CASE 1
A is a 65-year-old Arabic-speaking woman, who is observing Ramadan. Her daughter visits the pharma- cy a few days after the start of Ramadan, stating that her mother is complaining of increased fatigue and some constipation, symptoms that are new for her. MA is relatively new to the pharmacy and has been regularly filling the following prescriptions over the past 6 months: atorvastatin 40 mg daily; levothyrox- ine 100 mcg every morning; lisinopril 40 mg daily; and trazodone 50 mg at night, as needed for sleep. Her daughter wonders if her mother’s fasting may be affecting any of her medications.

How should the pharmacist respond?

Anwser: Ramadan is a month-long religious holiday in which fasting is observed from sunrise to sunset. Both fasting and timing of food intake may have an impact on drug absorption. In this case, MA’s levothyroxine may be affected. Levothyroxine absorption is decreased when taken with certain foods and increased by fasting.1 MA is scheduled to take her dose in the morning, and if she is now eating a large meal before sunrise, this can decrease absorption, leading to symptoms of hypothyroidism. According to results from a prospective observational study, thyroid-stimulating hormone (TSH) levels could vary during Ramadan.2 Patients should take levothyroxine at bedtime with a 2-hour interval after the last meal to optimize dosing time, especially for those who need stricter control of their TSH levels.2 Advise MA to do this to improve absorption, and see if her symptoms improve. The pharmacist should also advise MA to have her thyroid function tests checked.

REFERENCES
  1. LEVO-T. Prescribing information. Neolpharma, Inc; 2017. Accessed November 3, 2020. https://www.accessdata.fda.gov/drugsatfda_docs/label/2017/021342s023lbl.pdf  
  2. Karoli R, Fatima J, Chandra A, Mishra PP. Levothyroxine replacement and Ramadan fasting. Indian J Endocrinol Metab. 2013;17(2):318-319. doi:10.4103/2230-8210.109700


CASE 2:
JP is a 73-year-old woman with a medical history of atrial fibrillation (AFib), hypertension, and osteopenia, who visited a hospital 10 days ago complaining of marked dysuria and flank pain. After the initial workup, she was started on intravenous cefepime 1 g every 8 hours, per the hospital protocol. Today, on day 11, JP is clinically improving with no evidence of fever. Her white blood cell count is down, trending from 22 K/uL at admission to 12 K/uL currently, and she is no longer experiencing any pain. The attending physician would like to discharge JP and switch her to oral levofloxacin 750 mg daily for 5 days. Her discharge labs and vitals include: blood pressure of 128/76 mm Hg; creatinine clearance level of 90 mL/min, QTc interval = 410 milli- seconds; heart rate of 84 beats per minute; and sodium concentration of 140 mEq/L.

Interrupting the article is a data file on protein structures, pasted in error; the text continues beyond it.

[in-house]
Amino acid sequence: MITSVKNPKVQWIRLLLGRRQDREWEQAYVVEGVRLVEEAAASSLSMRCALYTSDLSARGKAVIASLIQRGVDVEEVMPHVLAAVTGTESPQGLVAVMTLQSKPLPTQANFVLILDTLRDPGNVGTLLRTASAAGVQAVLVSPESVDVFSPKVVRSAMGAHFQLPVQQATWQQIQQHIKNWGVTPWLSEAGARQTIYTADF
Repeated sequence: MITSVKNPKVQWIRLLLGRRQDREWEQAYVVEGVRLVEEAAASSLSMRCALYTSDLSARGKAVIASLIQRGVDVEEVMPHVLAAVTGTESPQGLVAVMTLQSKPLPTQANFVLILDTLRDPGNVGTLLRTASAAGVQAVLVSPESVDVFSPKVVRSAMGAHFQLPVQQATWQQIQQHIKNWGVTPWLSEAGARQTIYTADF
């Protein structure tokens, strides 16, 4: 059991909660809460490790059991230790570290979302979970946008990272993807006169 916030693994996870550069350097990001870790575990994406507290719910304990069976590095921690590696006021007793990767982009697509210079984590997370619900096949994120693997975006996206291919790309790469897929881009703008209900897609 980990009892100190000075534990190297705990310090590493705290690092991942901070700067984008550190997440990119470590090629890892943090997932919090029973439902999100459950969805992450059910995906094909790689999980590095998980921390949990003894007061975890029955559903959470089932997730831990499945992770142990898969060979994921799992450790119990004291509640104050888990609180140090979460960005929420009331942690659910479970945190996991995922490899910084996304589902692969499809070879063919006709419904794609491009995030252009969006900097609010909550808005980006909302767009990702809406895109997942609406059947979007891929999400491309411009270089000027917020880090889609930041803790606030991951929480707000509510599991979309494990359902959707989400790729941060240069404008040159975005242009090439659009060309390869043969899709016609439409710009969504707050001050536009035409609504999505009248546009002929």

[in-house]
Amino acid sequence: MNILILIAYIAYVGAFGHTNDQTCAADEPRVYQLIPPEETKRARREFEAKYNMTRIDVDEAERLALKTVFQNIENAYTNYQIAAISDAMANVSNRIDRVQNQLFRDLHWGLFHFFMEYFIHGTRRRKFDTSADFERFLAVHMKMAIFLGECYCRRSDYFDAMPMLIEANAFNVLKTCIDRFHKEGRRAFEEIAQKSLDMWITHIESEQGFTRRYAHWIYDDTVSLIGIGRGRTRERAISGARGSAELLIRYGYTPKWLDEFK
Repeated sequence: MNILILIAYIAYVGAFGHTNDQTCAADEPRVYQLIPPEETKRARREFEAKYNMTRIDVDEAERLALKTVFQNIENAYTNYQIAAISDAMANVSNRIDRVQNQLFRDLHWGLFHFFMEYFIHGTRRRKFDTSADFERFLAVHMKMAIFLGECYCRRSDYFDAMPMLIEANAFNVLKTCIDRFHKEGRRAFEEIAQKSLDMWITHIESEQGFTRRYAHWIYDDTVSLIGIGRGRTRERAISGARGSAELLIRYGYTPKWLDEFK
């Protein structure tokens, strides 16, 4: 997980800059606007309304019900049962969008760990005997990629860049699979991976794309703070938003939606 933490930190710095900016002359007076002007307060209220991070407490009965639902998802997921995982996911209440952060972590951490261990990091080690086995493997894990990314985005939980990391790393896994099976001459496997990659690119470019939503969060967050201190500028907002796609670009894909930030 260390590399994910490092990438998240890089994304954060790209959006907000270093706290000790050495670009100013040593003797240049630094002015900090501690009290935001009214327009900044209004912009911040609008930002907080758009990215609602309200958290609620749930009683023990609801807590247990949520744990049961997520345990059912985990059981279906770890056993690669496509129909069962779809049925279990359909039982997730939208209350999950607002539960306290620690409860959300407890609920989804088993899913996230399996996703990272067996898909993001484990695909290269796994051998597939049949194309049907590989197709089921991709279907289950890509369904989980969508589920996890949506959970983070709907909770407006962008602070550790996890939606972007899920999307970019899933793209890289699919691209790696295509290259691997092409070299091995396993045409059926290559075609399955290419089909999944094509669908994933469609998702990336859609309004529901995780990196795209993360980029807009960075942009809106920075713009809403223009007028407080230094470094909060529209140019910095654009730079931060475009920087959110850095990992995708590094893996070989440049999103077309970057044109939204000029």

Should the inpatient pharmacist agree with this discharge care plan?

Anwser: Patients who are initially treated with a parenteral therapy can be switched to an oral drug, once symptoms have improved, pending culture and susceptibility testing. The total duration of treatment typically ranges from 5 to 14 days, depending on the chosen antibiotic and clinical response. JP’s treatment duration has been sufficient thus far and, based on her symptoms, she does not appear to require additional therapy. Additionally, the choice of fluoroquinolone antibiotics would not be appropriate for her, given her age, because of an increased risk of tendon rupture, and comorbid AFib or further prolongation of her QTc interval. The pharmacist can practice antibiotic stewardship through curtailing the use of potentially inappropriate drug therapy and minimizing potential for antibiotic resistance, which is already a growing concern for older patients.1

REFERENCE 
  1. Dalhoff A. Global fluoroquinolone resistance epidemiology and implications for clinical use. Interdiscip Perspect Infect Dis. 2012;2012:976273. doi:10.1155/2012/976273